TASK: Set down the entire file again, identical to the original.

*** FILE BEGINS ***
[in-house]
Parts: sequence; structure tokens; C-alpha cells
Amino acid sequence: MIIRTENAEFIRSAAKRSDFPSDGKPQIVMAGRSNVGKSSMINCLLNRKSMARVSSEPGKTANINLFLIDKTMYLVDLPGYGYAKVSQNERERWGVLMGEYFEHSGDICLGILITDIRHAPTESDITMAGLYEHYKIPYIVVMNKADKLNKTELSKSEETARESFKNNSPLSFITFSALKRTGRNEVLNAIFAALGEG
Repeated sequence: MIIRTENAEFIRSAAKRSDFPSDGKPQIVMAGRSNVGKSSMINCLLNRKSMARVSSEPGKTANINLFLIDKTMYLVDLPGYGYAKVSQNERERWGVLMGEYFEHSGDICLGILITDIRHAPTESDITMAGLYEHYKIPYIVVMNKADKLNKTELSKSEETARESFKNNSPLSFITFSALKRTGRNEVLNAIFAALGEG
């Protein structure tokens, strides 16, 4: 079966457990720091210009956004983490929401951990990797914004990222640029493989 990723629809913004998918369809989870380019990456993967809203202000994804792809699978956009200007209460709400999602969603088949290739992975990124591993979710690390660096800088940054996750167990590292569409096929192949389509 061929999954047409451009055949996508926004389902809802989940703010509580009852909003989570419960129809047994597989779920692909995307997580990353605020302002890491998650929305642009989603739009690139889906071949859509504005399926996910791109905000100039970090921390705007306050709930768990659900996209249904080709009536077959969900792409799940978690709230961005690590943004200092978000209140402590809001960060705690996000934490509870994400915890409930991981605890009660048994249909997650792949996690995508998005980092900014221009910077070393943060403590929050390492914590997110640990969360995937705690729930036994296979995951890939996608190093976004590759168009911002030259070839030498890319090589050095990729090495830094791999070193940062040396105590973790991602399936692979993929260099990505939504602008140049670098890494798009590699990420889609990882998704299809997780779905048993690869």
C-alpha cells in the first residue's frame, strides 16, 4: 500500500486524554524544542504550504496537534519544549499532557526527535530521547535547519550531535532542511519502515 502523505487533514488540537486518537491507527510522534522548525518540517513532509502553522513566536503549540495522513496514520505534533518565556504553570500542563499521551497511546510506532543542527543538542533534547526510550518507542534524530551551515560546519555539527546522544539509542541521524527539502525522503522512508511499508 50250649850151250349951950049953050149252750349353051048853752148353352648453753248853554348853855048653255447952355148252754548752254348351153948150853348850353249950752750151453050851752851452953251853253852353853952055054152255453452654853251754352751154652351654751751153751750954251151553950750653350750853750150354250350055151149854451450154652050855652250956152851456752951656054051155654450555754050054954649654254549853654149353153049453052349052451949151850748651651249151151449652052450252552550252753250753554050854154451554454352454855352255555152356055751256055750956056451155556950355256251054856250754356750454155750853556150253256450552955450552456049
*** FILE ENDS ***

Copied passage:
[in-house]
Parts: sequence; structure tokens; C-alpha cells
Amino acid sequence: MIIRTENAEFIRSAAKRSDFPSDGKPQIVMAGRSNVGKSSMINCLLNRKSMARVSSEPGKTANINLFLIDKTMYLVDLPGYGYAKVSQNERERWGVLMGEYFEHSGDICLGILITDIRHAPTESDITMAGLYEHYKIPYIVVMNKADKLNKTELSKSEETARESFKNNSPLSFITFSALKRTGRNEVLNAIFAALGEG
Repeated sequence: MIIRTENAEFIRSAAKRSDFPSDGKPQIVMAGRSNVGKSSMINCLLNRKSMARVSSEPGKTANINLFLIDKTMYLVDLPGYGYAKVSQNERERWGVLMGEYFEHSGDICLGILITDIRHAPTESDITMAGLYEHYKIPYIVVMNKADKLNKTELSKSEETARESFKNNSPLSFITFSALKRTGRNEVLNAIFAALGEG
């Protein structure tokens, strides 16, 4: 079966457990720091210009956004983490929401951990990797914004990222640029493989 990723629809913004998918369809989870380019990456993967809203202000994804792809699978956009200007209460709400999602969603088949290739992975990124591993979710690390660096800088940054996750167990590292569409096929192949389509 061929999954047409451009055949996508926004389902809802989940703010509580009852909003989570419960129809047994597989779920692909995307997580990353605020302002890491998650929305642009989603739009690139889906071949859509504005399926996910791109905000100039970090921390705007306050709930768990659900996209249904080709009536077959969900792409799940978690709230961005690590943004200092978000209140402590809001960060705690996000934490509870994400915890409930991981605890009660048994249909997650792949996690995508998005980092900014221009910077070393943060403590929050390492914590997110640990969360995937705690729930036994296979995951890939996608190093976004590759168009911002030259070839030498890319090589050095990729090495830094791999070193940062040396105590973790991602399936692979993929260099990505939504602008140049670098890494798009590699990420889609990882998704299809997780779905048993690869």
C-alpha cells in the first residue's frame, strides 16, 4: 500500500486524554524544542504550504496537534519544549499532557526527535530521547535547519550531535532542511519502515 502523505487533514488540537486518537491507527510522534522548525518540517513532509502553522513566536503549540495522513496514520505534533518565556504553570500542563499521551497511546510506532543542527543538542533534547526510550518507542534524530551551515560546519555539527546522544539509542541521524527539502525522503522512508511499508 50250649850151250349951950049953050149252750349353051048853752148353352648453753248853554348853855048653255447952355148252754548752254348351153948150853348850353249950752750151453050851752851452953251853253852353853952055054152255453452654853251754352751154652351654751751153751750954251151553950750653350750853750150354250350055151149854451450154652050855652250956152851456752951656054051155654450555754050054954649654254549853654149353153049453052349052451949151850748651651249151151449652052450252552550252753250753554050854154451554454352454855352255555152356055751256055750956056451155556950355256251054856250754356750454155750853556150253256450552955450552456049